The Financial Ombudsman Service (FOS) has made a provisional ruling that a financial adviser working for AWD Chase de Vere was wrong to invest almost £80,000 of an 80-year-old's pension in failed fund Keydata.
The then-80-year-old man and his 77-year-old wife were recommended to invest £79,684 in a seven-year Keydata plan in 2007, after scoring four out of ten - or cautious to moderate approach to risk - on a risk rating.
According to the FOS, to a professional financial adviser, the Keydata investments "would not and should not have been suitable for a cautious to moderate risk investor".
"Indeed, given what was known, or should have been known about Keydata investments by the IFA at the relevant time, I have real doubt - given the opaque nature of the investments and the significant uncertainty around accurate valuation and liquidity - whether such a fund would have been suitable for all but the most experienced of retail investors and certainly not for investors such as [the couple]," the FOS adjudicator said.
He continued: "It is not sufficient for the IFA simply to state that it relied on the headline description of the investment when making their assessment of suitability.
"Similarly it would not be fair or reasonable for the IFA to rely on the list of bullet points which set out the circumstances where a consumer may receive less than the amount they invested."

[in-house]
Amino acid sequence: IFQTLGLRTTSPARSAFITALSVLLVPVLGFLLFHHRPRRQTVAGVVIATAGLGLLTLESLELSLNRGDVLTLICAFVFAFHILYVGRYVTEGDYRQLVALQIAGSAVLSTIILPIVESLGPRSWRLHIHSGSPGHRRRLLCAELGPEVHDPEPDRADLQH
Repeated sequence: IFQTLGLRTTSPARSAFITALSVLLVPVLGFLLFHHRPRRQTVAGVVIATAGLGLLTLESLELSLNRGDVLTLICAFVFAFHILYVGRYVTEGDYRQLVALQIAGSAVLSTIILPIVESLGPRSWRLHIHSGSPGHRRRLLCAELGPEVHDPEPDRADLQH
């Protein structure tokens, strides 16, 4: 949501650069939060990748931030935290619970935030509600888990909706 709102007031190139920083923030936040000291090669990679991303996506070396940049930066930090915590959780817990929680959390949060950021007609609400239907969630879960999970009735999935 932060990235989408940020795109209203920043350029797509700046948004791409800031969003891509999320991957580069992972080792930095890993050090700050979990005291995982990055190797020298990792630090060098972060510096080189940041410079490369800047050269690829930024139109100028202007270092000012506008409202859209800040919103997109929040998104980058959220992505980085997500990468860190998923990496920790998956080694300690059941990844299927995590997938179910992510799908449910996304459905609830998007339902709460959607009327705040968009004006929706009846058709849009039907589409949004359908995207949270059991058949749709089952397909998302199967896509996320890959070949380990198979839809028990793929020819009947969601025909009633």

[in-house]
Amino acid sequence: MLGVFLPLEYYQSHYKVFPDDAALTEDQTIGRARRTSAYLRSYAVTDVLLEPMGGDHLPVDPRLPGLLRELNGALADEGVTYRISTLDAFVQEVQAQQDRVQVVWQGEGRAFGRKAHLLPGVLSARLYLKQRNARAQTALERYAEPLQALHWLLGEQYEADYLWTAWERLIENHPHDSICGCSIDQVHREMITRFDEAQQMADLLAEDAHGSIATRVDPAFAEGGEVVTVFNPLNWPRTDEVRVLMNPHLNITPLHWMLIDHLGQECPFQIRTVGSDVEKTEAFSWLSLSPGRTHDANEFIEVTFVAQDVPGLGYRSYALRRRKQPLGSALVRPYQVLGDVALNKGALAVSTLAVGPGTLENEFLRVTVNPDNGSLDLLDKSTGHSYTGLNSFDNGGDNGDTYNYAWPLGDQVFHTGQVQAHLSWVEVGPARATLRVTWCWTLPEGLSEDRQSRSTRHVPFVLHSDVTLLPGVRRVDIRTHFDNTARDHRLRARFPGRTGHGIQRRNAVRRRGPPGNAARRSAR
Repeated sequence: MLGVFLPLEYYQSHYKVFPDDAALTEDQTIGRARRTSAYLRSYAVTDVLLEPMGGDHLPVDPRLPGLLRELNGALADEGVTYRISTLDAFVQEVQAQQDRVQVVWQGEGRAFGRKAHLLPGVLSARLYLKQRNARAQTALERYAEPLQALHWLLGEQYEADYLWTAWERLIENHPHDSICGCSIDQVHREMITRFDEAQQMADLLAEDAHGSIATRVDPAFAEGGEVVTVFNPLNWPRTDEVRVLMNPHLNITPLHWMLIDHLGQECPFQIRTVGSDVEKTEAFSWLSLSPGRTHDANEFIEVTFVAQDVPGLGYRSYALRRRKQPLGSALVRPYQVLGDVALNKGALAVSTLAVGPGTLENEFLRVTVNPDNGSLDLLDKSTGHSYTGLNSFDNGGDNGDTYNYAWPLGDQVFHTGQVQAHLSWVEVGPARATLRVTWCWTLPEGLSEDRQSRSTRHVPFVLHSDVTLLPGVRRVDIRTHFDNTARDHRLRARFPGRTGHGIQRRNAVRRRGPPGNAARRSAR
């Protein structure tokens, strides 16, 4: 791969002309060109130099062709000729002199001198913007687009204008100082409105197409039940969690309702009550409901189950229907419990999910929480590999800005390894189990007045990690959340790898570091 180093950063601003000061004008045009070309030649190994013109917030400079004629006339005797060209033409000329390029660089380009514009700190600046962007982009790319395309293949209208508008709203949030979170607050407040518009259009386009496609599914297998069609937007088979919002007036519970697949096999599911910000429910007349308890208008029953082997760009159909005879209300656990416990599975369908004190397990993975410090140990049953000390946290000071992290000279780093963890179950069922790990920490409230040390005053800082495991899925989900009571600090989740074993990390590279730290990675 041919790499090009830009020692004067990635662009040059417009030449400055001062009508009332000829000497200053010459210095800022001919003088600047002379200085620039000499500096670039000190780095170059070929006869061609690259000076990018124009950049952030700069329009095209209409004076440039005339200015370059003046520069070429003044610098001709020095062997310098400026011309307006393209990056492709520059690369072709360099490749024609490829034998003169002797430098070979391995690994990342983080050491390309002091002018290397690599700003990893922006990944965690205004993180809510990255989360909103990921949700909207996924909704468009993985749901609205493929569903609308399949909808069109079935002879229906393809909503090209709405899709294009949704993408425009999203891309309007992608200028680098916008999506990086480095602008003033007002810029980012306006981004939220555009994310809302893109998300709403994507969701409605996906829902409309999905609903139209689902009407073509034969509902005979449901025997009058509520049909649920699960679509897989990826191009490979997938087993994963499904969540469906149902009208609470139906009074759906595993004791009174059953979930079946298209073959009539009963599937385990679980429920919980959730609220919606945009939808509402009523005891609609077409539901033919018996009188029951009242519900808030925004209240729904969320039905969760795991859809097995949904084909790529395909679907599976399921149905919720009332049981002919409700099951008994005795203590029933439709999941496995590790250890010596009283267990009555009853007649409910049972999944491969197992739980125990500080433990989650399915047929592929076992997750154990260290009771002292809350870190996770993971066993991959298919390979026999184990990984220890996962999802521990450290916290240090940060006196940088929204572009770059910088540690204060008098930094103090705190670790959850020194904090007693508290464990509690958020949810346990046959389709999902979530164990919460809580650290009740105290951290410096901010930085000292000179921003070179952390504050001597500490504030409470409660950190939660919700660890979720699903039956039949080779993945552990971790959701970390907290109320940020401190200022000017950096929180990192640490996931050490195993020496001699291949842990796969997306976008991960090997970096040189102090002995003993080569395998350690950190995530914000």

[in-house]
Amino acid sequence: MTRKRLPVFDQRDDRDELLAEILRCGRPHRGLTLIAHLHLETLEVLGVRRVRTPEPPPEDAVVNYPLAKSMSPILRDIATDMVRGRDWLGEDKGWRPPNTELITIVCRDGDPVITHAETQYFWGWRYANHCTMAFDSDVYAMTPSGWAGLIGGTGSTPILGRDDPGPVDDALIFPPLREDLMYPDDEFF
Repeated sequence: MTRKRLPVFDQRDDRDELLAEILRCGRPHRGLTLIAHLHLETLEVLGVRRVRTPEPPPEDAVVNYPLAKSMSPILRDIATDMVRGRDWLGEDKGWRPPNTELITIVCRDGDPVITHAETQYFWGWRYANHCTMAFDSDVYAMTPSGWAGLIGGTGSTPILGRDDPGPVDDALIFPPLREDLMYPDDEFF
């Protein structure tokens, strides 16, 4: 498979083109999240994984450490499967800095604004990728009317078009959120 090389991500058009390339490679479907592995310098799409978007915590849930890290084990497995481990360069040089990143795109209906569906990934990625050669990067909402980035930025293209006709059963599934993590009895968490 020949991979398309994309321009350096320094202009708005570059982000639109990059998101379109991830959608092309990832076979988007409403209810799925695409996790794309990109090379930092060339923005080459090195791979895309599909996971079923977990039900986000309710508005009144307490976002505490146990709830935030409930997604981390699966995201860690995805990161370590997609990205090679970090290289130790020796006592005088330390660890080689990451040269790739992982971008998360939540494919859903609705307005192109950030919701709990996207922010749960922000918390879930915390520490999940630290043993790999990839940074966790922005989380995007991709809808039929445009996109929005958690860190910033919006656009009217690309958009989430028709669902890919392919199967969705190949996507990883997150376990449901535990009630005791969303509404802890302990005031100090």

It is unknown whether the IFA will contest the case but, in his defence before the FOS's provisional ruling, he said he only invested 25% of the clients' money in Keydata, and that the FSA had previously determined that is an "acceptable" exposure to a specific asset class.
However, the FOS adjudicator said that, even if a much-smaller proportion of the portfolio have been exposed to Keydata, this would not alter his view that it was an unsuitable recommendation.
A spokesperson for Regulatory Legal, who acts on behalf of the clients, said: "The FOS machine is issuing provisional decisions after a near-18 month delay. The decisions that we have seen find in favour of the investor.
"Our view is that AWD had significant exposure to Keydata matters through the FSCS proceedings and various FOS claims."
A spokesperson for AWD said it would not comment on the case as it did not know the specifics.
He said: "My best guess is that this case has gone through a claims management type business which wants to get publicity for itself. These firms can charge clients a fee of up to 12% to access the Financial Ombudsman Service; a service which is independent and should be completely free for people to use."
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